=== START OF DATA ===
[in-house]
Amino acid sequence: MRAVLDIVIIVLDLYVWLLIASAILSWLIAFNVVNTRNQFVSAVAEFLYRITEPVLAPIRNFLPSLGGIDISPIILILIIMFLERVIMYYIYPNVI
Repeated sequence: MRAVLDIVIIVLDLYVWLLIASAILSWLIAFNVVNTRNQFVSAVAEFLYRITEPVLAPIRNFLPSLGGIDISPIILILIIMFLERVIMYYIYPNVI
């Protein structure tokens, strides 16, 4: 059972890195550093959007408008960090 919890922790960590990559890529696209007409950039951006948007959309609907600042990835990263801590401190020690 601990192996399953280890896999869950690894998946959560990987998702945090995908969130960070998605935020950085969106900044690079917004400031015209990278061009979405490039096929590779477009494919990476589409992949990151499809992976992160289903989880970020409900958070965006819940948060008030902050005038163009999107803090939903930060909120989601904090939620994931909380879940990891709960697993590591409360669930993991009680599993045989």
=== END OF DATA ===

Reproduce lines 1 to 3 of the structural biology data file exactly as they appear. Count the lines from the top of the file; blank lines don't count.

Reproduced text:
[in-house]
Amino acid sequence: MRAVLDIVIIVLDLYVWLLIASAILSWLIAFNVVNTRNQFVSAVAEFLYRITEPVLAPIRNFLPSLGGIDISPIILILIIMFLERVIMYYIYPNVI
Repeated sequence: MRAVLDIVIIVLDLYVWLLIASAILSWLIAFNVVNTRNQFVSAVAEFLYRITEPVLAPIRNFLPSLGGIDISPIILILIIMFLERVIMYYIYPNVI